Tag Archives: loaf

A good loaf

One of the skills I was asked to teach more than anything in the four years of running our cookschool in France was breadmaking. Not fancypants bread, just a good loaf that our guests could make successfully at home with minimum fuss and maximum pleasure. Just going through the processes of mixing, kneading, proving and baking to show how easy it is the make a good loaf was something I never tired of. When we returned to England after our 10 year French adventure I vowed to make bread each week. I have to admit I haven’t stuck to this but I have gradually started to make bread regularly and with a huge sense of satisfaction. We can buy good bread here, notably from the Hobbs House bakery run by the Fabulous Baker boys, but at three quid a loaf it doesn’t come cheap. A big bag of Wessex Mill wholemeal flour costs £1.50 and is enough to make three large loaves, so it really is worth the effort. If you follow my recipe I promise you can’t go far wrong. You can shape the dough however you wish, make rolls or small loaves, or even use it as a pizza base. The little tins I used to make my little loaves were picked up from a flea market but you can buy similar cutely shaped tins from Lakeland.

So reach for a big bowl, follow my recipe and I promise you’ll be in for a treat. You can pick up fresh yeast from bakers or at the bread counter of most larger supermarkets.

Simple bread

Makes one large loaf or 10 rolls

500g strong bread flour. White, brown, granary, spelt, whatever

7g sachet easy blend dried yeast or 10g fresh yeast

2 tsp salt

1 tsp sugar

300-350ml hand hot water

2 tbsp olive oil or melted butter

1 Tip the flour into a large bowl. If you are using dried yeast stir this into the flour. If using fresh crumble this into the flour and rub it in with your fingertips. Stir in the salt and sugar.

kneading bread loaf

2 To get the water to the right temperature mix one third hot from the kettle to two thirds cold. If you are using white flour 300ml should be enough. For granary or wholewheat flours use 350ml. Make a well in the centre of the flour and pour in the water and oil or butter all at once. It’s better to add too much water than not enough as a tight dough will not rise well and you’ll end up with a brick.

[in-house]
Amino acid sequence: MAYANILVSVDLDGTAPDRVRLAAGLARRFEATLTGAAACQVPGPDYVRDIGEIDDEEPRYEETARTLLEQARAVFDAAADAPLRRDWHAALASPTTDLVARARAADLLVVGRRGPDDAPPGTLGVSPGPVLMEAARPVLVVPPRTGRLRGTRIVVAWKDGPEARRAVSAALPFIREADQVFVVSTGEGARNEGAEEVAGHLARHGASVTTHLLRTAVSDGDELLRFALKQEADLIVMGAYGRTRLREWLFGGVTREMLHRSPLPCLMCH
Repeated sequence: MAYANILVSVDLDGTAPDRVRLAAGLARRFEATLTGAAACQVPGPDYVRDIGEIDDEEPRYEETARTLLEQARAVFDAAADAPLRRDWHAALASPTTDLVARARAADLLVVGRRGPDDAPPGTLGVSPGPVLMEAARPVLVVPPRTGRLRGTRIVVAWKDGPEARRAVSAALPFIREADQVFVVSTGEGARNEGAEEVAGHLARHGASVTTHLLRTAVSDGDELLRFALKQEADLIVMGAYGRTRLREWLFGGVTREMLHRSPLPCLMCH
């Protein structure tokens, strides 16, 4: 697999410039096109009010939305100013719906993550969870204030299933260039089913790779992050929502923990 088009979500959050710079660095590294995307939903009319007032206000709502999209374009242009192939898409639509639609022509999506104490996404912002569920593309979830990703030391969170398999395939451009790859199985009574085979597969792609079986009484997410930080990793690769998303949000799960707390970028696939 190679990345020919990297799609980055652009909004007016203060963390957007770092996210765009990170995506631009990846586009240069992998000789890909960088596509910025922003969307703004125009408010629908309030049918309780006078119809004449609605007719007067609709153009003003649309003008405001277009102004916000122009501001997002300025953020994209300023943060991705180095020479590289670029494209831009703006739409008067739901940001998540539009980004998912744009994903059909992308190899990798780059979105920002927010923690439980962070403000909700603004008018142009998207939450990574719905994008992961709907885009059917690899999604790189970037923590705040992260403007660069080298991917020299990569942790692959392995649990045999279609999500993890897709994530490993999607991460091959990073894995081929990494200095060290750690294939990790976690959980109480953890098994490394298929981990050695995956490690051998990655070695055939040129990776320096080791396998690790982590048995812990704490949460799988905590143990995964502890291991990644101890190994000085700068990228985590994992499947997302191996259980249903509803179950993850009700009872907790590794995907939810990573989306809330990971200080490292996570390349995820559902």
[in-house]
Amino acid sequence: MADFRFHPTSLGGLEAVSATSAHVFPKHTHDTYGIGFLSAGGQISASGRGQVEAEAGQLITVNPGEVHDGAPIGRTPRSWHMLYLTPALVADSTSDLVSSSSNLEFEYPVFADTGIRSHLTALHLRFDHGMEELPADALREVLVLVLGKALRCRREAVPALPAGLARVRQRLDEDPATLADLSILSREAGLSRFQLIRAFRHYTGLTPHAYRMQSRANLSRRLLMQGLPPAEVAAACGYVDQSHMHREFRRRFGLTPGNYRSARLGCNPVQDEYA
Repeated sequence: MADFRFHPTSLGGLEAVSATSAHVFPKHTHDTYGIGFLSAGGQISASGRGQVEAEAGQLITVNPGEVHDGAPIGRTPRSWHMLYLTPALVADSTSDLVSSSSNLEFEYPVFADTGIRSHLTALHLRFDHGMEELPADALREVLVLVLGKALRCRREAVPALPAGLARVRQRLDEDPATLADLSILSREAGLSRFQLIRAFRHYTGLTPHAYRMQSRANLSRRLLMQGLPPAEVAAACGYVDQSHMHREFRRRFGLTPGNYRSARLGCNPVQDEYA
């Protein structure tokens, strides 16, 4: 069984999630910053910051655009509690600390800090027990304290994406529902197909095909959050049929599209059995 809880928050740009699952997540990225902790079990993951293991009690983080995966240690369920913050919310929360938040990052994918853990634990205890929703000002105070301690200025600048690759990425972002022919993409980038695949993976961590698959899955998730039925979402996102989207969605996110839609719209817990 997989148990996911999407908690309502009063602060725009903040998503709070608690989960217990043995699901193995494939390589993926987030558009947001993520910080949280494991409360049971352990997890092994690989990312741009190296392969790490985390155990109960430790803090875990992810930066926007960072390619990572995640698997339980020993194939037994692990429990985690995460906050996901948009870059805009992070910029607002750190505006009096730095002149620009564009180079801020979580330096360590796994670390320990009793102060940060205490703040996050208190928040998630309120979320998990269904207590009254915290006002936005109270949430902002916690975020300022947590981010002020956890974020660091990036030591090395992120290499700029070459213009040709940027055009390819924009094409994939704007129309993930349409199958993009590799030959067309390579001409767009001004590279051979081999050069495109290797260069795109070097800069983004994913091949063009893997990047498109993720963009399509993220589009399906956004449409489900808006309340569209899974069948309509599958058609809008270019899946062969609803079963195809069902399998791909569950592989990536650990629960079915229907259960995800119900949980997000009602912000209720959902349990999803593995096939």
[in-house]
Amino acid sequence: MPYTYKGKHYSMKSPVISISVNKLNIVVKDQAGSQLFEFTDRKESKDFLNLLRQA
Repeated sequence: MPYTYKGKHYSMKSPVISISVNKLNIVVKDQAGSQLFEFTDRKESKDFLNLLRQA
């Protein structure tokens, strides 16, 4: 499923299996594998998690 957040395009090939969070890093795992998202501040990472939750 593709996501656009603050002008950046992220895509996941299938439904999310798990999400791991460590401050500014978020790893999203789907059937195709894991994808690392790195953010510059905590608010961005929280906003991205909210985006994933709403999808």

3 Mix quickly using a wooden fork or your hands until you have a soft dough. Knead the dough for 5 mins on a lightly floured surface until it feels silky and smooth and no longer sticky. When the dough is ready it will feel springy and elastic.

shaping bread loaves

4 Drizzle a little oil into your mixing bowl(no need to wash), add the dough and turn it over to coat with the oil. Cover the bowl with a teatowel and leave to rise for 1 hour, after which time it will have doubled in size and the dough will spring back when you poke it. Heat the oven to 240C/220C fan/Gas 8.

5 Shaping the dough. Tip the dough out onto a lightly floured surface and knead briefly.

To make a loaf Generously oil a 1kg loaf tin. Press the dough to an oblong the length of the tin and three times the width. Fold it into three and drop into the tin. Leave to rise for 30 mins. Bake for 30-35 mins.

To make a cob Shape into a large ball, put on a floured baking sheet and leave to rise for 30 mins. Slash the top with a sharp knife and bake 30-35 mins

To make rolls divide the dough into 10 equal sized pieces(about 80g each) and shape into balls or drop into well oiled tins shaping as for the large loaf. Put the rolls on a floured baking sheet and leave to rise for 30 mins. Bake 15-20 mins.

When the bread is cooked it will feel hollow when tapped on the base. Cool on a wire rack and eat within 2 days or freeze for up to 1 month.